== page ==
Braves and Jonny Gomes agree to one-year deal


UPDATE: The deal is now official. ESPN’s Jerry Crasnick reports that Gomes will get $4 million.

8:36 p.m. ET: According to Tim Brown of Yahoo Sports, the Braves and Jonny Gomes have agreed to a one-year contract with a vesting option for 2016. No word yet on the money involved.

Mark Bowman of first reported word of the Braves’ interest on Tuesday. John Hart traded both Justin Upton and Jason Heyward this offseason, so Gomes will likely be used on the short side of a platoon with the switch-hitting Zolio Almonte in left field this season. That’s uh, underwhelming.

Gomes, 34, batted just .234/.327/.330 in 127 games last season between the Red Sox and Athletics. He’s an awful defender, but he still produces against left-handed pitching.

MLBPA proposes 114-game season, playoff expansion to MLB

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ESPN’s Jeff Passan reports that the Major League Baseball Players Association has submitted a proposal to the league concerning the 2020 season. The proposal includes a 114-game season with an end date on October 31, playoff expansion for two years, the right for players to opt out of the season, and a potential deferral of 2020 salaries if the postseason were to be canceled.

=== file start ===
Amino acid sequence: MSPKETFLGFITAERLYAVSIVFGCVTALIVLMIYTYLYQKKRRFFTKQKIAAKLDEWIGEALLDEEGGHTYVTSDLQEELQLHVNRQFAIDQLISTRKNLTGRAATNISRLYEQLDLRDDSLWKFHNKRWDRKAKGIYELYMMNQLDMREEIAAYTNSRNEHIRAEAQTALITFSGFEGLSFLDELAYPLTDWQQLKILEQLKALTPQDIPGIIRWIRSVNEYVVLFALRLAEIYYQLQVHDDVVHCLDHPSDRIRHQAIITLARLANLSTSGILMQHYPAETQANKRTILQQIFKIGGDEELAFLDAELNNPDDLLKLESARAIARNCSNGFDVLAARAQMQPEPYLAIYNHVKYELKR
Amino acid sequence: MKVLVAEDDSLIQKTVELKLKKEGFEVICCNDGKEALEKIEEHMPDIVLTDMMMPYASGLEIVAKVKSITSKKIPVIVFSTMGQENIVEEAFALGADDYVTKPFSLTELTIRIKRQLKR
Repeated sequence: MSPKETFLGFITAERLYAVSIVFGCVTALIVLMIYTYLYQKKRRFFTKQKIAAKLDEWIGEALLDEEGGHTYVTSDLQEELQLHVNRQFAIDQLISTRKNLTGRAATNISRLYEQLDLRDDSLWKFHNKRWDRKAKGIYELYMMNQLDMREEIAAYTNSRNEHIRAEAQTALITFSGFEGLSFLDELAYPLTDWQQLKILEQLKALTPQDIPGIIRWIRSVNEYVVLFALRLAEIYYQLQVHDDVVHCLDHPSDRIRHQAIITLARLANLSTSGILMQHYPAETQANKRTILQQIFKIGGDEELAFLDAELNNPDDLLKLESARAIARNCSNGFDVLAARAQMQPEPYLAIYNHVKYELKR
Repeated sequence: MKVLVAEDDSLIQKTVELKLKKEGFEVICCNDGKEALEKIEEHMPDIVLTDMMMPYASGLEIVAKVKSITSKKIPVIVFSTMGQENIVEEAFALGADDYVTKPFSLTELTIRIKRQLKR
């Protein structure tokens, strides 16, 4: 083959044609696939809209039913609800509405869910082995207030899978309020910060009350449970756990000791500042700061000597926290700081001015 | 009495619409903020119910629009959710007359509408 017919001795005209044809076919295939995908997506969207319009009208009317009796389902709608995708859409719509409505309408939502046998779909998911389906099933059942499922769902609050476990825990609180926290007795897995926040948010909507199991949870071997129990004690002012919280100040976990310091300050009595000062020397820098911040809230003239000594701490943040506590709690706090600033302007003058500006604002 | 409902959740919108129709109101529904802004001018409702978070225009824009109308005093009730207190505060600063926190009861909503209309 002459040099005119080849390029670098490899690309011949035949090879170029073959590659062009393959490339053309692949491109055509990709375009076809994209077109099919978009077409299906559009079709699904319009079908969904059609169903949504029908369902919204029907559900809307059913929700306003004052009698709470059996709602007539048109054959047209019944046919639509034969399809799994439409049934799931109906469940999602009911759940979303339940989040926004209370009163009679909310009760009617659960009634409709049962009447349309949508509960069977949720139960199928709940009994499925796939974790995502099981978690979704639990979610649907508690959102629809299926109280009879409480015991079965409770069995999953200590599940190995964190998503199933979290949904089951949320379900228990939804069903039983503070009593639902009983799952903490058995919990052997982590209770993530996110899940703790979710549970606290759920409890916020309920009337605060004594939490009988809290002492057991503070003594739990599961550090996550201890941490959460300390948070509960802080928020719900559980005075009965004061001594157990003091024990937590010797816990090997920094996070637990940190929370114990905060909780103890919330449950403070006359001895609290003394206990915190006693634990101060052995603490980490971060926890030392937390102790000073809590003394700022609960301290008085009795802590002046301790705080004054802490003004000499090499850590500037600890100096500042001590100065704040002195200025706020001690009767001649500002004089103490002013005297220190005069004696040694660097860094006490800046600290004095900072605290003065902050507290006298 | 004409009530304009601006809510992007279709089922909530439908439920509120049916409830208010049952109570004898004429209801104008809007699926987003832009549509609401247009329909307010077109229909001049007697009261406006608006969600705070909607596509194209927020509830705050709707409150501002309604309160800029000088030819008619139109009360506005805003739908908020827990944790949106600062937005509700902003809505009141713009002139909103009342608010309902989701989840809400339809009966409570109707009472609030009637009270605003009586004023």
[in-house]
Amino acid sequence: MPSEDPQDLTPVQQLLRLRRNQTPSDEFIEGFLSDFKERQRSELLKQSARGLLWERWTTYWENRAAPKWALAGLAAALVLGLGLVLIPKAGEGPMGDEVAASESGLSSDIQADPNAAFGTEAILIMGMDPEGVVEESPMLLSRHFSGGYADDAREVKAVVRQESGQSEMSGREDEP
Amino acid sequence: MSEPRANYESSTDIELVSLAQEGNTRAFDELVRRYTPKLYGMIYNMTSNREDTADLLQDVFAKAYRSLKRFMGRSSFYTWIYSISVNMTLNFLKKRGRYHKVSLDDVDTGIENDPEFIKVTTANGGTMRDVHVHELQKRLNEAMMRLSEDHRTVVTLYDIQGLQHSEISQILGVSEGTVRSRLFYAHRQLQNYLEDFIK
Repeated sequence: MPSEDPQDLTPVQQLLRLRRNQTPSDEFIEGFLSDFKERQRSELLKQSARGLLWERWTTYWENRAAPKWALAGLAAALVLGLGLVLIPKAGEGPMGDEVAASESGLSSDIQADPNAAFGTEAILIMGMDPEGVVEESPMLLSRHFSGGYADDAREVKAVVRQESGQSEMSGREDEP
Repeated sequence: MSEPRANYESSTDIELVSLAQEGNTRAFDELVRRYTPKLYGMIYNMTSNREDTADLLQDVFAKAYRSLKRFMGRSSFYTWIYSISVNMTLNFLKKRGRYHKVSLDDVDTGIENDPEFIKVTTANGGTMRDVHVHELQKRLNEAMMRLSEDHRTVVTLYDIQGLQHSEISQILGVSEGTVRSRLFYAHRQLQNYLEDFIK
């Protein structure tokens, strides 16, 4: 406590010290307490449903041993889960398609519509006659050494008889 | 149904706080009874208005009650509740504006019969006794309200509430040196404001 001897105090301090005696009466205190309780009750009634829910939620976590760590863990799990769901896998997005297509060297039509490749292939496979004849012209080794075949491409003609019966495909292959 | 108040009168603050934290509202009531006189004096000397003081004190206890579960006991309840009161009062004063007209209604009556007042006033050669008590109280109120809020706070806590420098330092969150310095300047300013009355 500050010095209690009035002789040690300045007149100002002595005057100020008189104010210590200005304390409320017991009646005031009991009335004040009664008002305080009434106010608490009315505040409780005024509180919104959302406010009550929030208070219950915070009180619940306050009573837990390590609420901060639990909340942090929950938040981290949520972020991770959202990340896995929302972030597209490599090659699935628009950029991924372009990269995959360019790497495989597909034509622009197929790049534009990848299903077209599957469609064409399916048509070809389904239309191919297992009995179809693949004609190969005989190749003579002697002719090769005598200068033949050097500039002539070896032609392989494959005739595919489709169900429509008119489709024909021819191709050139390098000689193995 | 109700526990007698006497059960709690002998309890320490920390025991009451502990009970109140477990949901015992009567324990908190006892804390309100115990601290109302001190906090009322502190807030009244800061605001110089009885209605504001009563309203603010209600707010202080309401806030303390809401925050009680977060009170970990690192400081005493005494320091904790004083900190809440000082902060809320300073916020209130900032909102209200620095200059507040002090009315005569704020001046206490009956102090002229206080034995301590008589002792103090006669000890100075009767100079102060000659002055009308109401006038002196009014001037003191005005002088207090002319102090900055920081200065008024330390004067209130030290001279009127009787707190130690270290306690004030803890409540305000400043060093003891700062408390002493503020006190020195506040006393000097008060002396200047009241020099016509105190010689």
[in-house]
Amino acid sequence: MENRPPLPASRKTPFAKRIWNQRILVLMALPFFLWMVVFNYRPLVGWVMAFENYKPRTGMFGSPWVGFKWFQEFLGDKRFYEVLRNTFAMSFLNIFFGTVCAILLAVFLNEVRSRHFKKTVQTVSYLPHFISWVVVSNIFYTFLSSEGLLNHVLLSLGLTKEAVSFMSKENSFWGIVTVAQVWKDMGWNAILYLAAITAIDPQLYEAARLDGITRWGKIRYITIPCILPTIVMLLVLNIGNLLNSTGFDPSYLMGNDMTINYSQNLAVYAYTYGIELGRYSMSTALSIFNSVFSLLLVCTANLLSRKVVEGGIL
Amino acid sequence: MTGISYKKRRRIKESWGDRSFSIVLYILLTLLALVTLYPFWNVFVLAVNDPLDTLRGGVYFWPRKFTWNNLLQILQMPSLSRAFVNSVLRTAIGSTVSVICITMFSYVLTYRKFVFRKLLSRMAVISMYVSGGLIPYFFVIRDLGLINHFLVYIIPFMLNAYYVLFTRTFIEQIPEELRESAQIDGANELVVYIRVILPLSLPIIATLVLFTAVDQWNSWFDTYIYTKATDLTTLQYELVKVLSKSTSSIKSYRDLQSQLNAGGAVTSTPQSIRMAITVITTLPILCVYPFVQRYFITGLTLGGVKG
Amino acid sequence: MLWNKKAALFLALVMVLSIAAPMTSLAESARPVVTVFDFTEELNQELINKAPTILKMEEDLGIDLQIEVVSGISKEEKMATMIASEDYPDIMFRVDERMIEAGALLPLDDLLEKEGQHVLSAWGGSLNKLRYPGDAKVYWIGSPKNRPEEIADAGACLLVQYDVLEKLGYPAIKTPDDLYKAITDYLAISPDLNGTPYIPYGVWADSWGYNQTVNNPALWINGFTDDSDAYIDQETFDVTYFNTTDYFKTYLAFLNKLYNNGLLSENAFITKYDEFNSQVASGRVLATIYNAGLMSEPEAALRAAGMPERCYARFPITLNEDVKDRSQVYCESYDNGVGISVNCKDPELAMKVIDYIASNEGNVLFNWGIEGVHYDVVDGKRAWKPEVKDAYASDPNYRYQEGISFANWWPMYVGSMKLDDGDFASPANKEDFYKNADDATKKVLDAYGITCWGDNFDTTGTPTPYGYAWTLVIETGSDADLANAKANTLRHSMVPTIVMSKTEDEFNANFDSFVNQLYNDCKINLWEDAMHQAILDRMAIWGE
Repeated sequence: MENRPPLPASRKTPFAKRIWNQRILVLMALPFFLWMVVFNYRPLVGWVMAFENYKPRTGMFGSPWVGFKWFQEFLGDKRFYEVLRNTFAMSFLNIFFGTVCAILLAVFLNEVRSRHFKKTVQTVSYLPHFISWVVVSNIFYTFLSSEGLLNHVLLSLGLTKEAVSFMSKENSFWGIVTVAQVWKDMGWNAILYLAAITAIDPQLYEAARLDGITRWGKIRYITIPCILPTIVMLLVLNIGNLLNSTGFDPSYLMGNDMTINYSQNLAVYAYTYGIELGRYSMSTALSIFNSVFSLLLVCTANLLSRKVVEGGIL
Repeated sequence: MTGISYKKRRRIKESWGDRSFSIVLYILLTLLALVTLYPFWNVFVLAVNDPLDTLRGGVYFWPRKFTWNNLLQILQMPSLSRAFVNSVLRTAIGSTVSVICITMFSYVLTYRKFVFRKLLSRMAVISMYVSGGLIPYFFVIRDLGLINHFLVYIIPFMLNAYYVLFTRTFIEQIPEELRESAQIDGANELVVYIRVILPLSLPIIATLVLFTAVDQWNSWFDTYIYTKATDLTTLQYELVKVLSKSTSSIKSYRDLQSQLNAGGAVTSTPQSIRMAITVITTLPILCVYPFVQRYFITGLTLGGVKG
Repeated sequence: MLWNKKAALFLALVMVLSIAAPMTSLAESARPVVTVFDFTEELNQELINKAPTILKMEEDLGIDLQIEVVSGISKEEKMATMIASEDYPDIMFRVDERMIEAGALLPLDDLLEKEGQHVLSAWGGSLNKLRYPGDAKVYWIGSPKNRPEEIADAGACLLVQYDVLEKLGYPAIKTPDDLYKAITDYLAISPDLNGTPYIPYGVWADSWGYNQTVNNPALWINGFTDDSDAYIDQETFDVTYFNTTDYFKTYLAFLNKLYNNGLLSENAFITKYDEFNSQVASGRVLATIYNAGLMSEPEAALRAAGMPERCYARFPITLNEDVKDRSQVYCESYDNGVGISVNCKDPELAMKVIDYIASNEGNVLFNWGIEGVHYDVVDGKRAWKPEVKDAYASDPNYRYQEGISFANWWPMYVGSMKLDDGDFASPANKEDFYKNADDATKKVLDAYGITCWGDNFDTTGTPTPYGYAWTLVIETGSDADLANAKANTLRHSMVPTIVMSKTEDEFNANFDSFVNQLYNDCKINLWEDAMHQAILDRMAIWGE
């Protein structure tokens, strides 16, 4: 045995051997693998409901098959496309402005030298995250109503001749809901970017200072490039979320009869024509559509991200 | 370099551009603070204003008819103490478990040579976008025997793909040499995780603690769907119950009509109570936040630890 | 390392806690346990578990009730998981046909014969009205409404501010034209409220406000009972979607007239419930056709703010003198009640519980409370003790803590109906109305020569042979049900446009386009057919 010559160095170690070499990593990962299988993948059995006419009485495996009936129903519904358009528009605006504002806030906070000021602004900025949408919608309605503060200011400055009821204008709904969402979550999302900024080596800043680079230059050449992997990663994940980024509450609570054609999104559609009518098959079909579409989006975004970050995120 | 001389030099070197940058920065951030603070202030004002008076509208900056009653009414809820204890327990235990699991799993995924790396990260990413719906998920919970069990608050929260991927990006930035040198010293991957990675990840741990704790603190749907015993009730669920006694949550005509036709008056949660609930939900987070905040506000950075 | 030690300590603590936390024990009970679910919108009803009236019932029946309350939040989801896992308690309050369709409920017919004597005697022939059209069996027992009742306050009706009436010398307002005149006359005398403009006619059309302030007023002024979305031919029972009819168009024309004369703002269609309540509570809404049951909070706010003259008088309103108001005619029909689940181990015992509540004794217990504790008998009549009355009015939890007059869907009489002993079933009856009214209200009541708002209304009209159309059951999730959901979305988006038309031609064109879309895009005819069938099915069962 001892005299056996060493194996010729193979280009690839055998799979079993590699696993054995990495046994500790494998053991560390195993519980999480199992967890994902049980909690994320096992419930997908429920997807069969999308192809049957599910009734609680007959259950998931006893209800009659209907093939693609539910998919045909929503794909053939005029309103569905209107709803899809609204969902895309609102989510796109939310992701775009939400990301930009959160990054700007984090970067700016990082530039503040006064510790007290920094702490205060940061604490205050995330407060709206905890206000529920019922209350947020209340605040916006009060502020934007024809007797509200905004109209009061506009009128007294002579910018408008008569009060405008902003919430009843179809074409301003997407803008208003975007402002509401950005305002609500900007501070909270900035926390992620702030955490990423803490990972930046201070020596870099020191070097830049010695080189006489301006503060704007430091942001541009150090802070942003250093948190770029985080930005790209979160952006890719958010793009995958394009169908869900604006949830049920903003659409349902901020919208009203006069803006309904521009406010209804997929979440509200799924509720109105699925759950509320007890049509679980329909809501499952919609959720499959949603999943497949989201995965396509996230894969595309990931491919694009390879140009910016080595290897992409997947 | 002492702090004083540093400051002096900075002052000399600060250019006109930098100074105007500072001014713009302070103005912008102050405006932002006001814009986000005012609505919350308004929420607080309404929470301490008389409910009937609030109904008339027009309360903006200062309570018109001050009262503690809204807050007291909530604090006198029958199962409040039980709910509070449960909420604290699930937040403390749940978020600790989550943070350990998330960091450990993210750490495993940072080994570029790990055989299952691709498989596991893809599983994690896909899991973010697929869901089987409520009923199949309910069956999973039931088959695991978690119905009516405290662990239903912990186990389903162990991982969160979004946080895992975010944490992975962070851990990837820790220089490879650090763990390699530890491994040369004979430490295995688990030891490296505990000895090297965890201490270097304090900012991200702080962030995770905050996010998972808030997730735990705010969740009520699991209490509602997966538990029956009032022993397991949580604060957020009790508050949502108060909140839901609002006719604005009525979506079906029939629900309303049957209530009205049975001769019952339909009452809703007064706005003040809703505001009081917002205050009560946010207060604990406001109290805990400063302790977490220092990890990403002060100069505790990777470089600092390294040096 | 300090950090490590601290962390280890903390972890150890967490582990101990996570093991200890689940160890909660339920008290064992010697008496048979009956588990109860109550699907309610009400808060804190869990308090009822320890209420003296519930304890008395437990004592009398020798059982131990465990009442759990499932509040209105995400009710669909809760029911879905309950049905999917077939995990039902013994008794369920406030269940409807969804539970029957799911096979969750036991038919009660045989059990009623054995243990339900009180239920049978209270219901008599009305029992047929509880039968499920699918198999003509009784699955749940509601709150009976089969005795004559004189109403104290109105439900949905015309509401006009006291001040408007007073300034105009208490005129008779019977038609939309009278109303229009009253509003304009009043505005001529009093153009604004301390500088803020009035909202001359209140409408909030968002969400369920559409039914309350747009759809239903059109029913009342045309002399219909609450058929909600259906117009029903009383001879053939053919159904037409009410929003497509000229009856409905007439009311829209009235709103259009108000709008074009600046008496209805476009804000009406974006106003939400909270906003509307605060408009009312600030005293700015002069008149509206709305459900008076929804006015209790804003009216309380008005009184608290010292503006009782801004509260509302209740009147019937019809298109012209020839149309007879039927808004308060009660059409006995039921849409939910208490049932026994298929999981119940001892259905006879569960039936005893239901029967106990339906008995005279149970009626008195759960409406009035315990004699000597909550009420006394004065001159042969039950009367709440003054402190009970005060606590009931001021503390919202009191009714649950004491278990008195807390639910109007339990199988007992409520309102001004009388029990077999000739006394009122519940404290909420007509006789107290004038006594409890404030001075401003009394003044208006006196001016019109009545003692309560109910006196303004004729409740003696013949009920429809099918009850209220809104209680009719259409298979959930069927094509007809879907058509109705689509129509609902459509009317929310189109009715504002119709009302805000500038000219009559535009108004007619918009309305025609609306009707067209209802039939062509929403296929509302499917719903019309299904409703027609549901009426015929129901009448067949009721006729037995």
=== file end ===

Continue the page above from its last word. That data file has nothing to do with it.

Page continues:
Passan clarifies that among the players who choose to opt out, only those that are considered “high risk” would still receive their salaries. The others would simply receive service time. The union also proposed that the players receive a non-refundable $100 million sum advance during what would essentially be Spring Training 2.

If the regular season were to begin in early July, as has often been mentioned as the target, that would give the league four months to cram in 114 games. There would have to be occasional double-headers, or the players would have to be okay with few off-days. Nothing has been mentioned about division realignment or a geographically-oriented schedule, but those could potentially ease some of the burden.

Last week, the owners made their proposal to the union, suggesting a “sliding scale” salary structure. The union did not like that suggestion. Players were very vocal about it, including on social media as Max Scherzer — one of eight players on the union’s executive subcommittee — made a public statement. The owners will soon respond to the union’s proposal. They almost certainly won’t be happy with many of the details, but the two sides can perhaps find a starting point and bridge the gap. As the calendar turns to June, time is running out for the two sides to hammer out an agreement on what a 2020 season will look like.